• In large orchards, control weevil populations by making three applications of carbaryl (Sevin®) at 10-day intervals starting in mid-August. The adult weevils can be scouted and monitored for their presence by jarring the tree and counting fallen weevils.  

Adults feed on chestnut foliage until nut kernels enter the dough stage in mid to late August. Although they can lay eggs any time after kernel filling, most eggs are laid after the bur begins to open. The female weevil uses her long proboscis to drill a hole through the shell before turning around and placing her ovipositor into the nut and laying five to seven eggs. Eggs hatch in about 10 days and larval development is completed two to three weeks later. Mature larvae chew a small round hole through the shell, exit the nut, and then burrow into the ground under the chestnut tree. The insect remains in the soil for two to three years before re-emerging as an adult.

Because of their larger size, large chestnut weevils are more successful in laying eggs in nuts before burs open. The long proboscis of large chestnut weevils enables females to drill oviposition sites among the spines of the bur. Eggs hatch in five to seven days producing large, legless grubs. The life cycle of the large chestnut weevil is similar to that of its smaller cousin, but the larger weevil spends only one to two years in the soil.

This curculio is primarily an acorn pest but has been observed to invade chestnut orchards when the acorn crop in nearby forests is low. The nut curculio is related to chestnut weevils and the damage inflicted to chestnut kernels is similar. Curculios have a much shorter proboscis and must wait until the burs open to lay eggs inside the nut. The nut curculio has a one-year life cycle.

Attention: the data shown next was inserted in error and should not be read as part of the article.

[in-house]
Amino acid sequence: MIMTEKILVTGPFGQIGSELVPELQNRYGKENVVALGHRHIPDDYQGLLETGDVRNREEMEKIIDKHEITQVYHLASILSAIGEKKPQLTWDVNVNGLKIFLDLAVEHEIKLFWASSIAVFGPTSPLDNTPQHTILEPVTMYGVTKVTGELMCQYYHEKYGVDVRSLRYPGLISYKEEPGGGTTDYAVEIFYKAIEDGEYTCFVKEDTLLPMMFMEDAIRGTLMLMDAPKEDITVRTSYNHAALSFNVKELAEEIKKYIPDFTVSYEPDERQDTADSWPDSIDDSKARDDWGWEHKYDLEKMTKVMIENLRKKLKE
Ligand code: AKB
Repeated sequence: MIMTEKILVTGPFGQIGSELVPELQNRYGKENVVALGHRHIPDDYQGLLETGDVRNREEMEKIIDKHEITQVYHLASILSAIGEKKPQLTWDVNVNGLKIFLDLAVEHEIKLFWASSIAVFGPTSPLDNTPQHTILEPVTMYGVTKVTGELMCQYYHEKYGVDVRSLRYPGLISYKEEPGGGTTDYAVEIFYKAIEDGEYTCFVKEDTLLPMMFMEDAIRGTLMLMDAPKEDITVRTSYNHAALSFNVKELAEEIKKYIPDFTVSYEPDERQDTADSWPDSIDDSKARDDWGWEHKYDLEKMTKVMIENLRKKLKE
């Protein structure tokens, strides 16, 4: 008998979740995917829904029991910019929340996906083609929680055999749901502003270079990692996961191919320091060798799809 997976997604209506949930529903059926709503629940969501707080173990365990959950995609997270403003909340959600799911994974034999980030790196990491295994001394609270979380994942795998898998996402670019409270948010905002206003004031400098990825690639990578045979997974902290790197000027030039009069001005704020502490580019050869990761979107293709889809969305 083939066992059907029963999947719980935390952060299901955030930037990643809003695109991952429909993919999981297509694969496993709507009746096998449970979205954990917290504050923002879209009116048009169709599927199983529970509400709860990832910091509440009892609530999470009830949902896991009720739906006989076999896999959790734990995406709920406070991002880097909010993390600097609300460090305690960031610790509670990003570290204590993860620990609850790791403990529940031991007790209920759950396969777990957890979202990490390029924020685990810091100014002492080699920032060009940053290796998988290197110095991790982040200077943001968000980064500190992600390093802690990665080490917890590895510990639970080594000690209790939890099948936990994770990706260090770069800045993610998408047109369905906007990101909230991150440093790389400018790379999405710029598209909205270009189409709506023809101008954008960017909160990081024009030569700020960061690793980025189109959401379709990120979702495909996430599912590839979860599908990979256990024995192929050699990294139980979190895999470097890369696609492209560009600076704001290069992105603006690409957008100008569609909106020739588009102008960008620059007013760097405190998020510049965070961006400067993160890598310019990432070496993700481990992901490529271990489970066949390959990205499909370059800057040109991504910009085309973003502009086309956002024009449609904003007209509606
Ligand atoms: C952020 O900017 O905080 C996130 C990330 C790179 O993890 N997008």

• Chestnut gall wasp (Dryocosmus kuriphilus) adults lay eggs in chestnut buds in early summer; larvae remain dormant until buds expand the following spring. 
  • Gall wasps induce the formation of greenish red, 0.3 and 0.5-inch, leaf and twig galls that suppress shoot elongation, reduce fruiting and cause twig dieback. 
  • Adult wasps, 1/8-inch long, then begin emerging from the galls during early summer, continuing the cycle. Severe infestations can result in mortality of young trees.
  • Parasitic wasps move with chestnut gall wasp populations and have been an important natural biological control to aid in gall wasp population decline. 
  • At present there are no documented chemical control method(s) in the literature. 
  • The yellow neck caterpillar (Datana ministra) is an occasional pest of chestnuts. 
  • These insects feed in large colonies and can completely defoliate a young chestnut tree.